The TN Category

The TN category is an attractive option for Canadian or Mexican citizens with certain college degrees to work in the United States.  The TN category was created with the passage and ratification of the North American Free Trade Agreement (“NAFTA”) in 1994.  It was designed to allow freedom of movement and employment for certain professionals in Canada, the United States, and Mexico.  The idea was to allow well educated persons from one member country to be able to work temporarily in another member country with as few restrictions as possible.  This was to promote competition by allowing the best trained and well educated to be able to work in the country of their choice.  U.S. companies can improve their competiveness by being able to hire highly skilled employees from Canada or Mexico for technical occupations without the need for long waiting periods associated with other types of work visas.  At least this was the theory.  How it has worked out in practice is a different matter altogether.  The fact remains, however, that the TN category does provide very real benefits to those Canadian or Mexican workers who qualify.

Who may qualify for the TN visa?

The TN is not for everyone.  In fact, it is elitist in the sense that only highly educated individuals from Canada or Mexico may qualify.  Further, a college education by itself is insufficient because the TN requires a bachelor’s degree in specific, enumerated professions, such as scientists, engineers, programmers, research assistants, management consultants, social workers, accountants, dentists, dietitians, laboratory technologists, nutritionists, pharmacists, physical therapists, psychologists, registered nurses, and veterinarians.  For a full listing of the approved occupations and their education requirements visit this website:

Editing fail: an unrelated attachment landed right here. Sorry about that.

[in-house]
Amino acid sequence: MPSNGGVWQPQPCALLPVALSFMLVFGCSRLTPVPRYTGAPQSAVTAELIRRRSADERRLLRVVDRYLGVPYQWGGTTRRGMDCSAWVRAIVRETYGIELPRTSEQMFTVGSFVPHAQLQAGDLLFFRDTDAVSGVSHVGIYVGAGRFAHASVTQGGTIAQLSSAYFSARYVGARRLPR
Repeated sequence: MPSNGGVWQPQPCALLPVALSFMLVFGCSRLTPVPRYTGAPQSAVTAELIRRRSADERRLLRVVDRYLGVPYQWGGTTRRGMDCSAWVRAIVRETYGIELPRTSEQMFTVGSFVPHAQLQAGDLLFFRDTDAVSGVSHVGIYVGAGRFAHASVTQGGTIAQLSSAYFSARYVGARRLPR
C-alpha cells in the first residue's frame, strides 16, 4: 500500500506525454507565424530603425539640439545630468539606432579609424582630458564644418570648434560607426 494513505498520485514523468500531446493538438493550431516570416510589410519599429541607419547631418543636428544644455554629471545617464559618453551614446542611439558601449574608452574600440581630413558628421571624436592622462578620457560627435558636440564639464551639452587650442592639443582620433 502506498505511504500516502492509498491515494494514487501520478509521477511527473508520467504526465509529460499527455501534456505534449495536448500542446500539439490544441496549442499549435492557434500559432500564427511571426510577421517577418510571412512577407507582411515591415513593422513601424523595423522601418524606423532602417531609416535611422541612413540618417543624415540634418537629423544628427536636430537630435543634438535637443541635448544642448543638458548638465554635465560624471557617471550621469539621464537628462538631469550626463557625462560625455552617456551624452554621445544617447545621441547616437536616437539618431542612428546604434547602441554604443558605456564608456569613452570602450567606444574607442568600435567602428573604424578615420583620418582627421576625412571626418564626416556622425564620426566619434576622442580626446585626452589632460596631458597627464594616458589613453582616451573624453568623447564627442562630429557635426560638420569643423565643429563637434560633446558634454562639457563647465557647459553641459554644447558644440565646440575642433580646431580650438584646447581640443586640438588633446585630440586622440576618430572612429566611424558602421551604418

If your profession is on the list of approved NAFTA occupations, you will still need to establish that:

  • You qualify for the job on account of your education, experience, or training.  That is, if you are seeking admission as a dentist, do you have the requisite education, training, and licensure to practice as a dentist in the U.S?
  • The job that you have been offered in the U.S. requires a person with your education, experience, or training.   Using the example above, a manufacturing company would need to justify its desire to hire a dentist because such occupation is unusual for the intended field.
  • Your employer is based in the U.S.

 What makes the TN a good choice?

  • No long queues.  Unlike some other visa categories, there are no annual numerical limitations for TN visas.  That means you will not have to compete for a limited number of spaces each year, or wait until a new fiscal year begins before working.  If you are admitted as a TN professional, you may begin working immediately.  You do not need to file an application with USCIS for TN status, with all the attendant bureaucratic delays associated with such filings.   For Canadians, the process is extremely quick because you may apply for and be admitted as a TN worker at the port of entry without the need to secure a visa beforehand if your supporting documents are in good order.  You will be issued an I-94 card which indicates your TN status.  For Mexican citizens, there is a little bit of a lag time because you are required to apply for a visa, but the wait is not extraordinary in any way.